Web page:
Going the distance
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If the stress in your life is more than you can cope with, get help right away.
- National Suicide Prevention Lifeline
- Go to the nearest hospital or emergency room
- Call your physician, health provider or clergy
- National Alliance on Mental Illness
This is the time of year that the spring professional sports have their playoffs. In professional hockey and basketball, teams have been battling since September and October on their journey to win the championship. This is a time of intensity. A time of high drama where the entire season can hinge on one shot or one play.
So what can mere mortals learn from these professionals? At the end of the day, the teams that hoist the championship trophy follow three rules that you can follow too:
- Focus. Teams attempt to eliminate distractions, and some players will even eliminate their social media presence. This is no time to resolve some domestic or business dispute. This is "show time" and requires a laser-like focus on the challenge at hand.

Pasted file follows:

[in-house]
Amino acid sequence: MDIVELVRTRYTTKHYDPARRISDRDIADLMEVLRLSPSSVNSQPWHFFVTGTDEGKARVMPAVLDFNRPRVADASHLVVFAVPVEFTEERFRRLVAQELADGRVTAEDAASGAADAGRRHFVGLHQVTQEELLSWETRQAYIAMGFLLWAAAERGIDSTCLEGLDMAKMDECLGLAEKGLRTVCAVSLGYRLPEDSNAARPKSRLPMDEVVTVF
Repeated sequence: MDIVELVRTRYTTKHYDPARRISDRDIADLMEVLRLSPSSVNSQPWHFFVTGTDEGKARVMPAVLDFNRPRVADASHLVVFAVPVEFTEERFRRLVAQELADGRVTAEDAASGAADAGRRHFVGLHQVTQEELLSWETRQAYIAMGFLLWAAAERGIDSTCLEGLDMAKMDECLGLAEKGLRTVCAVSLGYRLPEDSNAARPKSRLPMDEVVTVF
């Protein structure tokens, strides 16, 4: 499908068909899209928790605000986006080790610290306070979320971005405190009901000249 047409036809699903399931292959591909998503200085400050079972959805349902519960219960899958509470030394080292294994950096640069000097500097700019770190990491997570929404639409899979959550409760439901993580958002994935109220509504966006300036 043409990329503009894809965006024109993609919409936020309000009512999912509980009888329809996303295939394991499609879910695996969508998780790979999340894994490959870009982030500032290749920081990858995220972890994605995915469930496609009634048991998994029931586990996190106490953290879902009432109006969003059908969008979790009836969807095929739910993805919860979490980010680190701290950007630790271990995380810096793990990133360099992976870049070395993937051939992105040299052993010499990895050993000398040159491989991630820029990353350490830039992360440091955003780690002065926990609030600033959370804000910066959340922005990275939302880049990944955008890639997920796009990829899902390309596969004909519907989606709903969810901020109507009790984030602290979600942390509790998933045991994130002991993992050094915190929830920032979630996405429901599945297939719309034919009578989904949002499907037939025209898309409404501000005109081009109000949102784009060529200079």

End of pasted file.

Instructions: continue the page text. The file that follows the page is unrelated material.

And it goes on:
- Fitness. This goes without saying. One of the most significant factors in success or failure is the health of the team. Many wise coaches will deliberately rest their veterans for several weeks leading up to the playoffs. For example, in professional basketball the effectiveness of a player decreases if he consistently plays a full game night after night. So coaches will restrict a player's game time to less than 40 minutes so that he will have "fresh legs" heading into the end of the season.
- The X factor. And finally there's that indefinable quality that leads a player to raise his or her game as the season winds down. These are viewed as "clutch players" somehow deliver at a critical moment a level of performance far greater than they typically demonstrate.
So the bottom line is to look for opportunities to improve your fitness and focus, and to marshal your energies to bring home a winning season.
Join the discussion at #Stress.
May 01, 2014